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It all started in England in 1922 when motorbike fanatic William Lyons launched his first automobile brand with friend, William Walmsley. At first, the company, the Swallow Sidecar Company (SSC), exclusively produced motorcycle sidecars with distinctive octogonal-shaped aluminium bodies.

The first change kicked in four years later when Lyons, dreaming of carving out a spot for the company in the kingdom of sports cars, moved to Coventry and started producing car bodies for Austin Seven, as well as Sunbeam, Morris and Fiat. It wasn’t long before Lyons – gifted with a sure sense of style – released his first car, the SS One, which had its share of success thanks to its relatively attractive price.

In the 1930s, Lyons became the sole head of the business and launched the SS100 – the manufacturer’s first vehicle to go over the symbolic 100 miles/h (160 km/h). It was also around the same time that he renamed his business SS Ltd – a name that would be replaced in 1945 by Jaguar Cars, due to harmful and unfortunate confusion with the German SS military organisation.

An advertisement for the Jaguar E-type model, first released in 1968 An advertisement for the Jaguar E-type model, first released in 1968

After World War II, and up to the 1960s, Jaguar produced models that would leave an imprint on history, including the XJ, the D-Type (a three-time winner of the 24 Heures du Mans), and above all the E-Type, a motorised gem with a never-ending hood. This last model won the compliments of no less than the great Enzo Ferrari, who deemed the streamlined roadster to be “the most beautiful car ever made”. This was an opinion shared by various specialists, including writers for the British magazine Autocar, which in 2002 elected the E-Type as the century’s best car, ahead of the Lamborghini Miura and the short-chassis Ferrari 250 GT. What’s undeniable is that the E-Type, coming in convertible and coupe versions, revolutionised the sportscar universe with its speedometer needle swinging up to 240 km/h.

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Among Jaguar’s major feats, it’s also hard to go past the XK-120. Legend has it that the model was designed hastily – in just a few weeks – by William Lyons who was knighted around this period and at the full height of his inspiration. This sporty little convertible still counts as one of the British brand’s big commercial successes in the United States.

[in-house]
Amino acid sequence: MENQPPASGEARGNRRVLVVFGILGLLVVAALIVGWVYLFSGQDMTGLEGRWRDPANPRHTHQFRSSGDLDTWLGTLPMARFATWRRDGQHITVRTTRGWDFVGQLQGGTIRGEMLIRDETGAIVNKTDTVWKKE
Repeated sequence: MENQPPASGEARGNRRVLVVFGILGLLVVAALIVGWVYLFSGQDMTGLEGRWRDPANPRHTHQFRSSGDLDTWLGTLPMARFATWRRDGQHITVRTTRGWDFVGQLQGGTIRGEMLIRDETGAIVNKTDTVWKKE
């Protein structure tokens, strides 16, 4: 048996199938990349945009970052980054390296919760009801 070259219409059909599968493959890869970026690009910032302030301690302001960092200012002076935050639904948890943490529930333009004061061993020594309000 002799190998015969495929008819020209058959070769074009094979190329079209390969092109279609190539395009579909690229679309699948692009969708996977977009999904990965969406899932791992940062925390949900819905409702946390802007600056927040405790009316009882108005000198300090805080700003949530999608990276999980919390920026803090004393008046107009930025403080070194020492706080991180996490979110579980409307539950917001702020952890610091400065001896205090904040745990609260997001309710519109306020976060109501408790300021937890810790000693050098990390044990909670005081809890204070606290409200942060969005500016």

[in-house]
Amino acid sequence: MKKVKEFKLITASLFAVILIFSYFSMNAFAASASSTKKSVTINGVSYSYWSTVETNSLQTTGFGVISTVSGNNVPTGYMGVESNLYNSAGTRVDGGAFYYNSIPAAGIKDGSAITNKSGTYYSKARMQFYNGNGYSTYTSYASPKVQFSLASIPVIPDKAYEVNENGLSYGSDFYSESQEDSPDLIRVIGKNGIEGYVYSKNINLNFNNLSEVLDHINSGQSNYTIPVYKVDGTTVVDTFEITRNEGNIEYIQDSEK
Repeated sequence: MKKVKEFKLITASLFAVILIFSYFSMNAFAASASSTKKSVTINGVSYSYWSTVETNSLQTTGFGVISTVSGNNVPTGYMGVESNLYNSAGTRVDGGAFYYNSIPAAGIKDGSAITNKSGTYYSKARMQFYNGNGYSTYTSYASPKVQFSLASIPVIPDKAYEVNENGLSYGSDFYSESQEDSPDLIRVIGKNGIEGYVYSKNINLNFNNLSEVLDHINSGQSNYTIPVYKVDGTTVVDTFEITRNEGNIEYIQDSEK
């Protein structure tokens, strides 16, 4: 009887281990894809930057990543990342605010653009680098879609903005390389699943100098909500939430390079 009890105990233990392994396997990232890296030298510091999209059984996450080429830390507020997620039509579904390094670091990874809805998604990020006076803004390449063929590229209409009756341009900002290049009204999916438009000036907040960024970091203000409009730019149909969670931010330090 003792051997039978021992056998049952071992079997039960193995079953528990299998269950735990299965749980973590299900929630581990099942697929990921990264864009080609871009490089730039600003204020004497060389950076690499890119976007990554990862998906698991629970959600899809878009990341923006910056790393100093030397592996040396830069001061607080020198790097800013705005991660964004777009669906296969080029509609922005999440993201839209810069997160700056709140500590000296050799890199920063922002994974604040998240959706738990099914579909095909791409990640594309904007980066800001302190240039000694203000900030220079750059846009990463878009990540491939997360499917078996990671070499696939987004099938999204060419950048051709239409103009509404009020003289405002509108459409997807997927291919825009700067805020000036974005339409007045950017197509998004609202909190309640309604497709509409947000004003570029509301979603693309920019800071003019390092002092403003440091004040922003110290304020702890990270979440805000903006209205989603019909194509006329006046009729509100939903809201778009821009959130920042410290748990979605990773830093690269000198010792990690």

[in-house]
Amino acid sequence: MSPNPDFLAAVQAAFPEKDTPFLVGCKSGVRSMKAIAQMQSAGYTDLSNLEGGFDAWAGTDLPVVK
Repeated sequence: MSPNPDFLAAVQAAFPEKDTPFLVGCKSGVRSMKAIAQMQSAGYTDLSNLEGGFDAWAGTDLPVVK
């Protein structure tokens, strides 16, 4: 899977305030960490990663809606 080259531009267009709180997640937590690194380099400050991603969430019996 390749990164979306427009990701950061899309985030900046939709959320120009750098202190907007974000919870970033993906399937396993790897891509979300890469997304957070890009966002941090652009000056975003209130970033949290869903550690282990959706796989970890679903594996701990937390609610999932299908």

Sir William Lyons personally delivering an XK120 to Clark Gable Sir William Lyons personally delivering an XK120 to Clark Gable

In the 1960s, Jaguar went through a more troubling phase, which would stretch out until the end of the next decade. The causes were many. First of all, the brand underwent the effects of the economic recession afflicting Britain and sales collapsed. So the brand made an agreement with the BMC (British Motor Corporation) group – with shares in Austin and Morris – but the new merger failed, prompting the Labour government at the time to order Jaguar’s nationalisation.

The ensuing strikes in production workshops and ongoing stagnation led to a drop in the quality and reliability of Jaguar models, in turn pushing William Lyons into semi-retirement. This was the start of a long rough patch during which the brand’s luxury element faded.

1980s Jaguar XJR-5 1980s Jaguar XJR-5

In 1984, Jaguar was privatised, but the group which took it over, British Leyland, was almost immediately declared bankrupt. The situation was critical – so much so that a few risky decisions were made. To restore its image, Jaguar went all out by backing competition vehicles. The XJR-5 was born: a sports car equipped with a 6.0 L V12 engine. And the dare paid off. In 1988, the manufacturer finally joined the winner’s circle with its victory at the 24 Heures du Mans ahead of the Porsche 962C.

Two years later, Jaguar followed up this win with a new victory at Le Mans with the XJR-12. In 1990, this model appeared at the World Sportscar Championship, coming in second behind Mercedes.

The XJ220 Jaguar The XJ220 Jaguar

Riding on this success, Jaguar resumed being the stuff of dreams. Notably, this came through the XJ220 at the end of the 1880s. On paper, the model looked exquisite, its engine extraordinarily powerful. So orders flowed in, heavily fuelled by speculation – all the rage at the time. But when the brand was taken over in 1990 by Ford, the project began to drag on. The ‘supercar’ wouldn’t exit manufacturing plants until 1992, with diminished mechanical capacities than had been initially announced. Many buyers withdrew their orders, leading to a wave of lawsuits that didn’t do any good for Jaguar in the eyes of the public and car connoisseurs. Yet the XJ220 proved to be a gem on the racetrack. Chock full of luxury fittings, it could reach 100 km/h in four seconds from a standing start.

Jaguar and Landrover, sold by Ford to Tata Motors in 2008 Jaguar and Landrover, sold by Ford to Tata Motors in 2008

Despite Jaguar's highflying racing performances and the feline sophistication of the XJ220, not forgetting attempts to widen its market through a few more accessible models, Ford failed to get things on the right track, and in 2008, it sold Jaguar to Tata Motors along with Land Rover. Ever since, the brand has made a comeback and re-established its elegant, sporty lines in keeping with the Indian group’s ambitions. In 2017, Jaguar even beat its sales record by selling 178,601 vehicles worldwide. Proof that British style continues to roar on…

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